The North American Campaign for South African Liberation
“In his characteristically engaging conversational style, combining intimate first-hand knowledge and lightly-worn scholarship with strong opinions, John Saul takes the reader vividly into the heart of the Canadian and American movements that supported the anti-apartheid and liberation struggles in southern Africa.” — Colin Leys, co-editor, The Socialist Register
Contesting the Rhetoric and Reality of Resubordination in Southern Africa and Beyond
What does Empire mean today? There is the unalloyed working of capitalism, the manufacture and exacerbation of a global hierarchy, reinforced by the “free” workings of the market, creating unequal windows of opportunity and material outcomes. The gap between rich and poor continues to grow, not exclusively along geographical lines (there are, after all, many poor in the global North and some rich in the global South) yet, nonetheless, principally along these lines. This hierarchy is only in part self-creating and self-sustaining. It is also willed and locked into place by the states, the governments in power of the North and their quasi-international panoply of institutions (the imf, the World Bank, the WTO and the like). The space for quasi-left experimentation in the South has gone now and capitalist practitioners face only a weak opposition. What does this mean for those at its receiving end, those in a global South? Those increasingly unable to defend themselves against the “free global market” as projected upon them by the us, the imf, the wto. What else is this, if not recolonization?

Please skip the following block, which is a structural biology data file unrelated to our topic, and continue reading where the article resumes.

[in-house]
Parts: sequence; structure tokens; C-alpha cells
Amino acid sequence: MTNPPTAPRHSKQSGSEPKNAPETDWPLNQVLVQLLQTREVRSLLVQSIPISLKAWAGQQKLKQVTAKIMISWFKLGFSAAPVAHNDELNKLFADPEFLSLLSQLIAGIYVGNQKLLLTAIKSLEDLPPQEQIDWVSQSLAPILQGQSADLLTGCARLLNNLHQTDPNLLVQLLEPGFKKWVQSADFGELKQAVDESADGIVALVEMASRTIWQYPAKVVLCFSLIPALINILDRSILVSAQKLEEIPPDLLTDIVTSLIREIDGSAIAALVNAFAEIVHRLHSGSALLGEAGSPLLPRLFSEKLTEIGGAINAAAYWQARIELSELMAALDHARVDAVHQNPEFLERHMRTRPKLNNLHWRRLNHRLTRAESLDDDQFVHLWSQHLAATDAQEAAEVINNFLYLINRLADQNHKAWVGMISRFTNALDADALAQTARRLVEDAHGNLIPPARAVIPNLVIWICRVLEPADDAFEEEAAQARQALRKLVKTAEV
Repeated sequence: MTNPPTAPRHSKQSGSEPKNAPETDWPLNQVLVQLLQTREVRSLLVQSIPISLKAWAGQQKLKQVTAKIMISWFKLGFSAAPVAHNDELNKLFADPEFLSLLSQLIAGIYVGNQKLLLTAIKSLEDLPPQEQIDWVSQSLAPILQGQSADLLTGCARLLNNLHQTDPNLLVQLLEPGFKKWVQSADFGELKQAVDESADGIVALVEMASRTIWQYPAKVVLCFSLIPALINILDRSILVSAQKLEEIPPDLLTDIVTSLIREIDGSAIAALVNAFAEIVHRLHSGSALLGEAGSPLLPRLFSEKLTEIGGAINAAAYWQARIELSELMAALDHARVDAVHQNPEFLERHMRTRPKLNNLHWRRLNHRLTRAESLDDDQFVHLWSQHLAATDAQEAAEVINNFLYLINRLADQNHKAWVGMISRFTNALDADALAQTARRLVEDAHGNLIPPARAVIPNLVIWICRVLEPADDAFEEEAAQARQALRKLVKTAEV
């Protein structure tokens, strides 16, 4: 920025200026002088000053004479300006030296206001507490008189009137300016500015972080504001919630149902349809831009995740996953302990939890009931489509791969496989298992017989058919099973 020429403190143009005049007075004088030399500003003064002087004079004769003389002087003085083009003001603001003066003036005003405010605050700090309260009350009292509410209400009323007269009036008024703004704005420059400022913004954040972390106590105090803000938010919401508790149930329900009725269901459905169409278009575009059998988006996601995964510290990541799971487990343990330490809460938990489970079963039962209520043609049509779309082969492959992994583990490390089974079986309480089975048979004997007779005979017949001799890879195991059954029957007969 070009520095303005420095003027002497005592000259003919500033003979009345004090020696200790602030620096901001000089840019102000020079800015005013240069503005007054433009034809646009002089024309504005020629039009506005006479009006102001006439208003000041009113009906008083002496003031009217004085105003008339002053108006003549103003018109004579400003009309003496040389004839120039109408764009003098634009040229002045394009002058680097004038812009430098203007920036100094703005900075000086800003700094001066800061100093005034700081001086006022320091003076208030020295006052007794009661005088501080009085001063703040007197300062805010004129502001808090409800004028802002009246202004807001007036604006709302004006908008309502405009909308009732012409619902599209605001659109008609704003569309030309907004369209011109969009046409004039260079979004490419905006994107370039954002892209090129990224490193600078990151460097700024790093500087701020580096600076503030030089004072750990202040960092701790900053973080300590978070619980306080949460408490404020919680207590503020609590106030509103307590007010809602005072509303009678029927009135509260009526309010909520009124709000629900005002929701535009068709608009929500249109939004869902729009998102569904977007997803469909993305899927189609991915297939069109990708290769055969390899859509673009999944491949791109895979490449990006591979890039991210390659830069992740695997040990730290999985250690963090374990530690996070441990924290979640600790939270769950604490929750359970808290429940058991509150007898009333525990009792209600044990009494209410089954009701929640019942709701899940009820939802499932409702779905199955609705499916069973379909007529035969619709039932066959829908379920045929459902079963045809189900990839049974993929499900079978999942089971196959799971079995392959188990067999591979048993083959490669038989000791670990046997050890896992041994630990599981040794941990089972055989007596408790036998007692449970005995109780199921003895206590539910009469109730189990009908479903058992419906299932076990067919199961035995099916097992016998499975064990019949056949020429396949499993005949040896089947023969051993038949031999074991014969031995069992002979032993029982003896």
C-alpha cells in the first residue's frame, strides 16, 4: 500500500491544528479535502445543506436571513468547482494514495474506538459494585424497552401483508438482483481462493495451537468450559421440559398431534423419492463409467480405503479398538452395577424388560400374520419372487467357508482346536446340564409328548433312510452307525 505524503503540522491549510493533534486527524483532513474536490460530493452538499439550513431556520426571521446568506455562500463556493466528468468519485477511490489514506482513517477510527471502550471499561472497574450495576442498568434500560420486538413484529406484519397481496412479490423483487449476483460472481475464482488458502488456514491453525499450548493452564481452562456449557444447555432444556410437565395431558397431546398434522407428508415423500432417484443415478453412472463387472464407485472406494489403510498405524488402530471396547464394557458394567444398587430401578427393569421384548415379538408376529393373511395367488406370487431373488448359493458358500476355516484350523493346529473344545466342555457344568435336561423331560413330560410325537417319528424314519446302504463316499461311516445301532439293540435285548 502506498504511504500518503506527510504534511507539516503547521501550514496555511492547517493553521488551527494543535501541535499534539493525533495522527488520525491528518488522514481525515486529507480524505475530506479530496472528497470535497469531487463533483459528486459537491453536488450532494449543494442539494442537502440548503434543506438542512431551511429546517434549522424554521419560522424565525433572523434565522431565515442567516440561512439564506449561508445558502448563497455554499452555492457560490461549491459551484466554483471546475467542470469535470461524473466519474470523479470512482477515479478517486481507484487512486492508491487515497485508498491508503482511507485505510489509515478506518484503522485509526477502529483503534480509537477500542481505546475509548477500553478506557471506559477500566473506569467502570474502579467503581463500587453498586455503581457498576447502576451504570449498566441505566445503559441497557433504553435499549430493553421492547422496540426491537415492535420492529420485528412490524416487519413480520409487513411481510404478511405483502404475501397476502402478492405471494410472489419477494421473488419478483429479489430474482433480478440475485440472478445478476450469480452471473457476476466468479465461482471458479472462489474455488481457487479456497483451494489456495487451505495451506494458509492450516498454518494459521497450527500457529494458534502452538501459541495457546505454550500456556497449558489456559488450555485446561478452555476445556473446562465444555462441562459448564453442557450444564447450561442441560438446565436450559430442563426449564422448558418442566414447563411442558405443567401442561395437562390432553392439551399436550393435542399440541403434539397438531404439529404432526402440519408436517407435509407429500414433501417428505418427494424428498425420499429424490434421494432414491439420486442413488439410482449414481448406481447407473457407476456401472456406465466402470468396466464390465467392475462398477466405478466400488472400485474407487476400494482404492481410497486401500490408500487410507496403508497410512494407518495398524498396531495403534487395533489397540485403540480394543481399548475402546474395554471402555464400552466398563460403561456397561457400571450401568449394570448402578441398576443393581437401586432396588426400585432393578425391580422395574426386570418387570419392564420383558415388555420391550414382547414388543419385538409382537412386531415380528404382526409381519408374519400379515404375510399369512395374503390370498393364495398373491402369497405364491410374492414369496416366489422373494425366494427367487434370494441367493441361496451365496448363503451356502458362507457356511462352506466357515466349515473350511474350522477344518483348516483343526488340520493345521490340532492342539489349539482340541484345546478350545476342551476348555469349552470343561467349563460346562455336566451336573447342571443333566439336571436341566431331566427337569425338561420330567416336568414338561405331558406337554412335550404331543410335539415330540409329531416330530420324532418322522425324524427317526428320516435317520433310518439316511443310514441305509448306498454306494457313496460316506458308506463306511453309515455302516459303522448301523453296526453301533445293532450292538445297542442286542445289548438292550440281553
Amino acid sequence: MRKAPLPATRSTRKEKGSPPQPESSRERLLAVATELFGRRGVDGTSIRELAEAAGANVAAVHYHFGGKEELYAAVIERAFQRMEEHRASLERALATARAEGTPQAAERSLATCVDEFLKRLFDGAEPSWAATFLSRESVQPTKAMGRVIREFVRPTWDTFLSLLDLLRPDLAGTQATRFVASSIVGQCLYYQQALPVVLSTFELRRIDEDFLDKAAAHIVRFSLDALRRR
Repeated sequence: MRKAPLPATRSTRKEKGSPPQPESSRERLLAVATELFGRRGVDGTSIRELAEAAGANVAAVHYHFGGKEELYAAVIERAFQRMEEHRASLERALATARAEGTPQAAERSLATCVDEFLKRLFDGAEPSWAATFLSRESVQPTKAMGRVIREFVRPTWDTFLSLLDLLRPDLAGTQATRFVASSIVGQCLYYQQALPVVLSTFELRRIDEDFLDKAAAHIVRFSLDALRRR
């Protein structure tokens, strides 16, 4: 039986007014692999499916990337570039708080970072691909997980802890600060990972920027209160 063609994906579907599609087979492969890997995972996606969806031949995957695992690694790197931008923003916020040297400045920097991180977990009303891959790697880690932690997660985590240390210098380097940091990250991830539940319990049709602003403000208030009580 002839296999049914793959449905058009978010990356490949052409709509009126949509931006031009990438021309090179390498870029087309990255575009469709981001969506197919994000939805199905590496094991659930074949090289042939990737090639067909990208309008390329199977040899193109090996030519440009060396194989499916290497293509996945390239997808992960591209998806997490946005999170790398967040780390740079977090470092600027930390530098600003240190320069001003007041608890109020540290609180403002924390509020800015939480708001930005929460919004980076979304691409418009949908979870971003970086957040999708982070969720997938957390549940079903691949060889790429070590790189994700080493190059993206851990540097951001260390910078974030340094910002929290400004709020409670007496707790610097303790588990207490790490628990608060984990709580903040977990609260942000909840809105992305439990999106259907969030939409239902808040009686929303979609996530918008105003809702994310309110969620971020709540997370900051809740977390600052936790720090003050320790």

Theory and Practice for the Embattled South in a New Imperial Age
This reflection on the situation in the countries of the global South examines their shared but diverse experiences of the hard facts of poverty and exclusion in the world of capitalist globalization. It probes the reality of ‘underdevelopment’ in an unequal world, driven by western power and capitalist profit-seeking and supported by inequalities within the countries of the ‘third world’ themselves. John Saul suggests fresh ways to consider the dynamics of this situation and seeks to rethink the ways of linking a class-based struggle with the progressive demands of gender equality and identity politics.